We’ve described the social “before” of globalization. What does the “after” look like? Presumably there already is (or will be) an “after,” and “globalization” is not an endless, featureless journey of continuous unstable change. That sounds like a dark sort of fun, but I suspect humans are not actually capable of living in that sort of extreme flux. We seek the security of stable patterns of life. So we should at some point be able to point to something and proclaim, there, that’s a bit of globalized society.
I once met a 19-year old second-generation Indian-American who, clearly uneasy in his skin, claimed that he thought of himself as a “global citizen.” Is there any substance to such an identity?
How is this “global citizen” born? What are the distinguishing peculiarities of his “speech ways” and “marriage ways”? What does he eat for breakfast? What are his “building ways?” How does this creature differ from his poor old frog-in-the-well national-identity ancestors? If there were four dominant folkways that shaped America, how many folkways are shaping the El Dorado landscape of globalization that he claims to inhabit? One? Four? Twenty? Which of this set does our hero’s story conform to? Is the Obama folkway (for want of a better word) a neo-American folkway or a global folkway?
These questions, and the difficulty of answering them, suggest that the concept of a “global citizen” is currently a pretty vacuous one. Fischer’s point that the folkway is a complex of interlocking parts is a very important one. Most descriptions of “globalized lifestyles” fail the folkway test either because they are impoverished (they don’t offer substance in all 23 categories) or are too incoherent; they lack the systematic interlocking structure.
- “Multicultural” societies are no more than many decrepit old folkways living in incongruous juxtaposition, and occasionally coming together in Benneton ads and anxious mutual-admiration culture fests
- “Melting pot” societies are merely an outcome of some folkways dissolving into a dominant base, and others forming distinguishable subcultural flavors
- Cyberpunk landscapes are more fantasy than fact; a few people may be living on this gritty edge, but most are not.
- “Intentional” communities, which date back to early utopia experiments, have the characteristic brittleness and cultural impoverishment of too-closed communities, that limits them to marginal status.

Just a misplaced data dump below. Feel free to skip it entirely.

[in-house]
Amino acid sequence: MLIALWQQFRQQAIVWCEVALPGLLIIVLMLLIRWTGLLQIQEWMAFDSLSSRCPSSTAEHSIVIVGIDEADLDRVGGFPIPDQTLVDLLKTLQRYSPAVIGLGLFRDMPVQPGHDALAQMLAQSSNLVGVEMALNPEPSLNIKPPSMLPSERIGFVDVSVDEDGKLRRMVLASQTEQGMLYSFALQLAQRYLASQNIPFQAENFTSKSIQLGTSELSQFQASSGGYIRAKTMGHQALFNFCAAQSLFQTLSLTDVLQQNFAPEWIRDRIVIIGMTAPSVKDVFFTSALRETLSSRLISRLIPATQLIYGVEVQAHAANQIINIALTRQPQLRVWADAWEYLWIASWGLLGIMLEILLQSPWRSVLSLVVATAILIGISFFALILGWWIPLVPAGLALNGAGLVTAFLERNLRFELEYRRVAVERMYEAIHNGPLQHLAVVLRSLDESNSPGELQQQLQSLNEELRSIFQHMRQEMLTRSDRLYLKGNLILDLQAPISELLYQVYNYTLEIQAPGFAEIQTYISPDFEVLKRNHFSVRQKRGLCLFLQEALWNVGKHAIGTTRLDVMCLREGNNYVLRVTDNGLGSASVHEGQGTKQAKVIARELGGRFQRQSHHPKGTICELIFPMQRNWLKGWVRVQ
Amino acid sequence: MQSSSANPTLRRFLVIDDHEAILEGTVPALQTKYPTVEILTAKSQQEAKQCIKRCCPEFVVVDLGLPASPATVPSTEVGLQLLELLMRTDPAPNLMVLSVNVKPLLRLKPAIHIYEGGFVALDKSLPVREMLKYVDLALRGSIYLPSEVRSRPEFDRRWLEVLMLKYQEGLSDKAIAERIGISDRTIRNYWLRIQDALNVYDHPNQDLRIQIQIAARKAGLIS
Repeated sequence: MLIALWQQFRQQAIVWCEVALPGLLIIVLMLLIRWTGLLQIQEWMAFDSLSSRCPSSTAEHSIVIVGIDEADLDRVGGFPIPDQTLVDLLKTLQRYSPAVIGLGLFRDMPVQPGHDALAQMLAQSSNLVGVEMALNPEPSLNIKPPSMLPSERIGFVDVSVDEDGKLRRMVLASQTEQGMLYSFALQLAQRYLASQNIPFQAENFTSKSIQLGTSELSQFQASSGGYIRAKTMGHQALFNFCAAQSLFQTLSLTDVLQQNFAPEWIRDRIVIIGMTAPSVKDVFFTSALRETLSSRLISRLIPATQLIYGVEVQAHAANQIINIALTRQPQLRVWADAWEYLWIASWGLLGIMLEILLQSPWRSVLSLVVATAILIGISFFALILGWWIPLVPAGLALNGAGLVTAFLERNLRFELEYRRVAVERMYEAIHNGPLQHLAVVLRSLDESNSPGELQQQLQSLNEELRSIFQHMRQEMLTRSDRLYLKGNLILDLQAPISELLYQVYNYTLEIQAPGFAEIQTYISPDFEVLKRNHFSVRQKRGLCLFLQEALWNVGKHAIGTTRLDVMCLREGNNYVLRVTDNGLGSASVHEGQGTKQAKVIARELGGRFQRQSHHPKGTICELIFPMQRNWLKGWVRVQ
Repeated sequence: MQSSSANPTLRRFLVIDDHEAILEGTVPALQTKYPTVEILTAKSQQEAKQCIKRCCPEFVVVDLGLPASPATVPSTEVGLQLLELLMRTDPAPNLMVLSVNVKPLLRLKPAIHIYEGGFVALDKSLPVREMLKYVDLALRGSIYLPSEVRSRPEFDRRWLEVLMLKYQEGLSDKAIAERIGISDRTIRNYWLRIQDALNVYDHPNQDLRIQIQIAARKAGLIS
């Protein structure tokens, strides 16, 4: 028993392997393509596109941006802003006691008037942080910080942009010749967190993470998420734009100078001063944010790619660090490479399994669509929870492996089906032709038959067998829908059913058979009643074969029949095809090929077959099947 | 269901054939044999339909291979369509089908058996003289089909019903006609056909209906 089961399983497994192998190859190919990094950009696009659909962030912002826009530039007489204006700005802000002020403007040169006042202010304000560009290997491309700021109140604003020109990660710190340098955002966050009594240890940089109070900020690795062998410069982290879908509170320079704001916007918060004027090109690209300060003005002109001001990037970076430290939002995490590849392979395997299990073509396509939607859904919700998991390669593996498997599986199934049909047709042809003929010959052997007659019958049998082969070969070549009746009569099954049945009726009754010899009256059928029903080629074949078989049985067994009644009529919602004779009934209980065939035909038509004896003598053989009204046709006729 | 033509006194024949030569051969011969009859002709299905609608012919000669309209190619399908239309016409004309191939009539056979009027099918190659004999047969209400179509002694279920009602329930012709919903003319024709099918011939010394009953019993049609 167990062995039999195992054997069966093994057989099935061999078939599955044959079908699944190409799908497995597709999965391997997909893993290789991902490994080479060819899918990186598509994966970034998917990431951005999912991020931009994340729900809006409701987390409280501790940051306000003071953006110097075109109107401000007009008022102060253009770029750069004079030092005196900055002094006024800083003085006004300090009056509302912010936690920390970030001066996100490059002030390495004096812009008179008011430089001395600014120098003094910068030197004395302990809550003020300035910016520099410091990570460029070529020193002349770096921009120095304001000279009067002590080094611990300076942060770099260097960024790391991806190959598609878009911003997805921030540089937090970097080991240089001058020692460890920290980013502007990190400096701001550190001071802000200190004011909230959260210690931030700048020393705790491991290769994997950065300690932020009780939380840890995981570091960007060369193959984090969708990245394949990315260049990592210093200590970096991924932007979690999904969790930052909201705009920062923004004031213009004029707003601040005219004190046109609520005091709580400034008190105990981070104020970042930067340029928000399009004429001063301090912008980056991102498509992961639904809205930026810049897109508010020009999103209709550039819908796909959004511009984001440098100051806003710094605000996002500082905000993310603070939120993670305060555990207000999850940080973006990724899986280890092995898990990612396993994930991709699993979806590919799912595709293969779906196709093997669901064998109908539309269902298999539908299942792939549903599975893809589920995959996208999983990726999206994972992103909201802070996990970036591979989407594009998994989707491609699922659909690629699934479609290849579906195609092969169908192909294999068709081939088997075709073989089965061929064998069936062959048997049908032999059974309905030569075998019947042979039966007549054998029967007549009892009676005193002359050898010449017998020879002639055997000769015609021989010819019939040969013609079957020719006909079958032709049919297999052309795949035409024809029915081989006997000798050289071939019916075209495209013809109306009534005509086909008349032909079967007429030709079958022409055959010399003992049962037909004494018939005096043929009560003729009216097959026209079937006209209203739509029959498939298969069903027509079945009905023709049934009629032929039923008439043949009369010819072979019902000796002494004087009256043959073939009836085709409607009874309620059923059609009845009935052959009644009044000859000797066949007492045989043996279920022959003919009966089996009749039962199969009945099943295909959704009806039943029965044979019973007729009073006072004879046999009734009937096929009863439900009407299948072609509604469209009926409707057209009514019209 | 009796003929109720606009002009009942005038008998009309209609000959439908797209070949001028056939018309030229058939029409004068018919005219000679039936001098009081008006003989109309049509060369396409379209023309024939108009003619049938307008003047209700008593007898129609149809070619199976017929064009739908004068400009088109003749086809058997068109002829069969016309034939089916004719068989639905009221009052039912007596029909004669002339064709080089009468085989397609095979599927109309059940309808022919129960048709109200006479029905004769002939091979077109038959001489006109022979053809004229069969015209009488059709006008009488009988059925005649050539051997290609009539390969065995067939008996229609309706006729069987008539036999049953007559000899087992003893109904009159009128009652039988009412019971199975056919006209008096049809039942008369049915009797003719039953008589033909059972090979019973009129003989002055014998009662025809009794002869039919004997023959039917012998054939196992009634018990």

- Purely virtual communities are not even worth discussing.
- Click-and-mortar communities, that might come together virtually, have so far been just too narrow. Take a moment to browse the groups on meetup.com. How many of those “interest groups” do you think have the breadth and depth to anchor a folkway?
The genetic analogy helps explain why both coverage (of the 23 categories) and “complex of interlocking parts” are important. Even the best a la carte lifestyle is a bit of a mule. In Korea for instance, or so I am told, marriages are Western style but other important life events draw from traditional sources. Interesting, perhaps even useful, but not an independent folkway species capable of perpetuating itself as a distinct entity. That’s because a la carte gives you coverage, but not complex interlocking. On the other hand, biker gangs have complex interlocking structures and even perpetuate themselves to some extent, but do not have complete coverage. I’ve been watching some biker documentaries lately, and it is interesting how their societies default back to the four-folkway base for most of their needs, and only depart from it in some areas. They really are subcultures, not cultures.
I don’t know if there is even one coherent folkway of globalization, let alone the dozen or so that I think will be necessary at a minimum (some of you might in fact argue that we need thousands of micro-Balkan folkways, but I don’t think that is a stable situation). But I have my theories and clues.
Here’s one big clue. Remember Howard Dean and the “tax-hiking, government-expanding, latte-drinking, sushi-eating, Volvo-driving, New York Times-reading body-piercing, Hollywood-loving, left-wing freak show” culture?
Perhaps that’s a folkway? It wouldn’t be the first time a major folkway derived its first definition from an external source. It sounds a la carte at first sight, but there’s some curious poetic resonance suggestive of deeper patterns.